Linden had not given the hotel's warning another thought. When he left New York for Paris on Thursday evening, he felt weary. It had been two full days, and before that, weeks of hard work around the globe. He would have preferred to fly back home to San Francisco, to Elizabeth Street, to Sacha and the cats. He had not seen much of Sacha, nor the cats, in the past month. Rachel Yellan, his dynamic agent, had landed him one job after the other, a dizzying swirl from city to city that left him depleted and longing for a break. The narrow blue house in Noe Valley and its cherished inhabitants would have to wait until this special family event was over. "Just the four of us," his mother had said, all those months ago, when she had booked hotel and restaurant. Was he looking forward to this? he wondered as the plane took off. They had not often been together, just the four of them, since his teenage years at Sévral, where he grew up, and more so, since he had left Vénozan, his father's familial domain, in 1997, at nearly sixteen. He saw his parents once or twice a year, and his sister whenever he went to London, which was frequently. Why did "just the four of us" sound both so cozy and ominous?

On the flight to Paris, Linden read Le Figaro and realized with a jab of apprehension that the situation described by the hotel was, in fact, disquieting. The Seine had already flooded in late November, as Tilia pointed out, after a wet summer and autumn, and previously, in June 2016. Parisians had kept a wary eye on the Zouave, and the little waves lapping up his shins. Fortunately, the flow had stopped increasing. Le Figaro explained that thanks to modern technology, one could predict the river's engorgement three days ahead, which left ample time for evacuating. But the actual problem was the torrential rain, which had not lessened. The river was on the rise again, and threateningly fast.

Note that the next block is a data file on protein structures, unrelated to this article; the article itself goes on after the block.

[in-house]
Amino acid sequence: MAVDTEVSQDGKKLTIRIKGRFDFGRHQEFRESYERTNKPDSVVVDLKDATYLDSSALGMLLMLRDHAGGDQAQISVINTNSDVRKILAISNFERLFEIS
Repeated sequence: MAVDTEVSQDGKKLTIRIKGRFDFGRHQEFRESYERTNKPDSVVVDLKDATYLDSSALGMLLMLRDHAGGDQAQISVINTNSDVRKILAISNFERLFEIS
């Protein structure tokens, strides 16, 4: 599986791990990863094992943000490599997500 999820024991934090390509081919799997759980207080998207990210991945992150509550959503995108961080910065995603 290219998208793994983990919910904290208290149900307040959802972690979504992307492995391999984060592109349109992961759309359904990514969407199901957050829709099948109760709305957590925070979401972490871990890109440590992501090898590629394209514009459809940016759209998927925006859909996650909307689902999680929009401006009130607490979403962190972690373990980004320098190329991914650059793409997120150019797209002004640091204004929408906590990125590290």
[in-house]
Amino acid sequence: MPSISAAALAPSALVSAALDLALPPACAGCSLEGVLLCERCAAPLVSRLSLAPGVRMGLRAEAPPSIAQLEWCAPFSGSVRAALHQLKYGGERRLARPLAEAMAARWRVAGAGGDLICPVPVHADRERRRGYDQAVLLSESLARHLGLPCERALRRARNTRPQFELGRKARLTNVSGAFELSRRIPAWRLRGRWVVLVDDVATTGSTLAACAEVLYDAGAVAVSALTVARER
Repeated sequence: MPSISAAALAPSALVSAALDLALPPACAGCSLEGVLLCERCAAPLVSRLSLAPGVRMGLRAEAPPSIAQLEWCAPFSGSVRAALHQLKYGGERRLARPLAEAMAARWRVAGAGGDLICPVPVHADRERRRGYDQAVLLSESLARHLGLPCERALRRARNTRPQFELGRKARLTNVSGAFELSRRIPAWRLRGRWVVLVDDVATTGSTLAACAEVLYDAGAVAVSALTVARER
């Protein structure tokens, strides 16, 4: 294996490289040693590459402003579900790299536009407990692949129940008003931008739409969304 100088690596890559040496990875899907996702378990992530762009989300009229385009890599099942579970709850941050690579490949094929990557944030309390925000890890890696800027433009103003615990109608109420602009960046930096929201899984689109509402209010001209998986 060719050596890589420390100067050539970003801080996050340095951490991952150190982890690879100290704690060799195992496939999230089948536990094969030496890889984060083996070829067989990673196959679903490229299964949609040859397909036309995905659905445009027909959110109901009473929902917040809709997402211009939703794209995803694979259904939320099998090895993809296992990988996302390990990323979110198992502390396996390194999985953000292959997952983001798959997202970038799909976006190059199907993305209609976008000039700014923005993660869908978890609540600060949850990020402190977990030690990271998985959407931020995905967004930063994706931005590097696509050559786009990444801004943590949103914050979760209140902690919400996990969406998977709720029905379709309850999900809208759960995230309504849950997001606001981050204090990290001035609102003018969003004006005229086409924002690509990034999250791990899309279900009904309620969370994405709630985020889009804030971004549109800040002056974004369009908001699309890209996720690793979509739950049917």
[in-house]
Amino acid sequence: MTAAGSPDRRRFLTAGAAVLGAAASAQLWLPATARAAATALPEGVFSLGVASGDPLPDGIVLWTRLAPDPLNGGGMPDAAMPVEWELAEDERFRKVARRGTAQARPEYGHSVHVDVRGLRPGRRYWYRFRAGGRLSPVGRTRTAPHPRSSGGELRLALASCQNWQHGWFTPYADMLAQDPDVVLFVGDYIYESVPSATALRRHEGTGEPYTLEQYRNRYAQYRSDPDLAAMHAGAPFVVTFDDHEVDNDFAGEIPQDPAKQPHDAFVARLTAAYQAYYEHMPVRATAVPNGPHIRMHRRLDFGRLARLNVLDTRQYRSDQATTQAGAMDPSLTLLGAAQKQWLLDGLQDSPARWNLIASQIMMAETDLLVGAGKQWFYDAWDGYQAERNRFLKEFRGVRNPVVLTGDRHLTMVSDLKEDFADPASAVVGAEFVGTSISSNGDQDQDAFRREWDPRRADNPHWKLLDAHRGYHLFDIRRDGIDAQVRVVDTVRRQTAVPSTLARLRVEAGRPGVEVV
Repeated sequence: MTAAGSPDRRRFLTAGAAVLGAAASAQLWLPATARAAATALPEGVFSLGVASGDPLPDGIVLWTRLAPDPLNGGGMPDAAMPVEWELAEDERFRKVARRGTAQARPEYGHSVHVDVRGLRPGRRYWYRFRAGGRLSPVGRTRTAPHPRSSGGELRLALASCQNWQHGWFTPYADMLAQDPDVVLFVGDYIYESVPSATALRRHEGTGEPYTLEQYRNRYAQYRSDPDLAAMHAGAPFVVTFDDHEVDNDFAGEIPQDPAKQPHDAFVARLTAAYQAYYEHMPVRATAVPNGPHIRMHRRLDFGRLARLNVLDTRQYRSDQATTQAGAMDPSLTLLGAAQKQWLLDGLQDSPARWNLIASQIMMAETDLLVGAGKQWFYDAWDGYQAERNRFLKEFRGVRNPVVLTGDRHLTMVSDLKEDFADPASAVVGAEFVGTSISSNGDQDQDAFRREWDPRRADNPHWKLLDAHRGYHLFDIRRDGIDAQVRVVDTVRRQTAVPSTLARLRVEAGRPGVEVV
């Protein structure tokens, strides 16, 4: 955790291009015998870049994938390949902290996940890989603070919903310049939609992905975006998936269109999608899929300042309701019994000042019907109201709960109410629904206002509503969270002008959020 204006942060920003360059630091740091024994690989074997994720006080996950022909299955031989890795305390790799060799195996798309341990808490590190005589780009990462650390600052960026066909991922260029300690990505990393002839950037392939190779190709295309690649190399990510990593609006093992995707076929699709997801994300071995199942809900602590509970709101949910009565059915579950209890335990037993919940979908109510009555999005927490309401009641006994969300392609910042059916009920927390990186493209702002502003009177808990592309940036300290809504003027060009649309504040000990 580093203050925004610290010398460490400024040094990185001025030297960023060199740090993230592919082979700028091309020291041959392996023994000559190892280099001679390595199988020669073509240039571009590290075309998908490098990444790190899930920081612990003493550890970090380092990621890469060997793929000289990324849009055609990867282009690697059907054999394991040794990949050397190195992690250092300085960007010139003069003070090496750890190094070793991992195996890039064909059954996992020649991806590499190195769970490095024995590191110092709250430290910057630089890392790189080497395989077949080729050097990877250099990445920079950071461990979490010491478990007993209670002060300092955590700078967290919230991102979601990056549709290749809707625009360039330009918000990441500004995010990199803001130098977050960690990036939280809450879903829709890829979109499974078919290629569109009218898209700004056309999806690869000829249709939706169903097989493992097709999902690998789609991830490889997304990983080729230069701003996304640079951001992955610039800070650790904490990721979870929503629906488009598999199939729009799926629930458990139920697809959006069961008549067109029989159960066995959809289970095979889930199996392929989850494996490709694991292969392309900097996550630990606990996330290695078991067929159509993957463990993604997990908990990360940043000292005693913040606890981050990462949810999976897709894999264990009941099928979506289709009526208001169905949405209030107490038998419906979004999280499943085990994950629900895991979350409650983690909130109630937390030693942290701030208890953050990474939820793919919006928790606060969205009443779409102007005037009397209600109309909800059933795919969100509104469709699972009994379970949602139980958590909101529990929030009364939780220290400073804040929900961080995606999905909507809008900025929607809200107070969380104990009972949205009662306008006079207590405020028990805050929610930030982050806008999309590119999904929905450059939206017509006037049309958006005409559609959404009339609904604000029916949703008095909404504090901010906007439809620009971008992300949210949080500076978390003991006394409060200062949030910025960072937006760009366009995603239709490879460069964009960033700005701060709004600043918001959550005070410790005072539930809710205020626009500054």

After traffic jams and more foreboding talk on the radio, the taxi crosses the Seine at Concorde. It is raining so thickly, Linden can barely make out the river below, just enough to notice the churning flow seems unnaturally foamy. The taxi crawls along waterlogged boulevard Saint-Germain and boulevard Raspail, and reaches the Hôtel Chatterton at Vavin crossroad. In the one minute it takes Linden to leap from car to entrance, the rain plasters his dark blond hair to his head, dribbles down the back of his neck, seeps into his socks. The chilly winter air enfolds him and seems to follow him into the lobby. He is greeted by a smiling receptionist, he smiles back, hair dripping, shivering, hands her his French passport (he has two), nods back at "Bienvenue, Monsieur Malegarde." Yes, his sister is arriving later on today by Eurostar, and his parents from Montélimar by train. No, he's not quite sure at what time. Is he aware that his parents' train will be diverted to Montparnasse and not be arriving at Gare de Lyon, because of the inundation risks? No, he knows nothing of this. But that will make it much more practical, he realizes, as Montparnasse station is barely five minutes away from the Chatterton.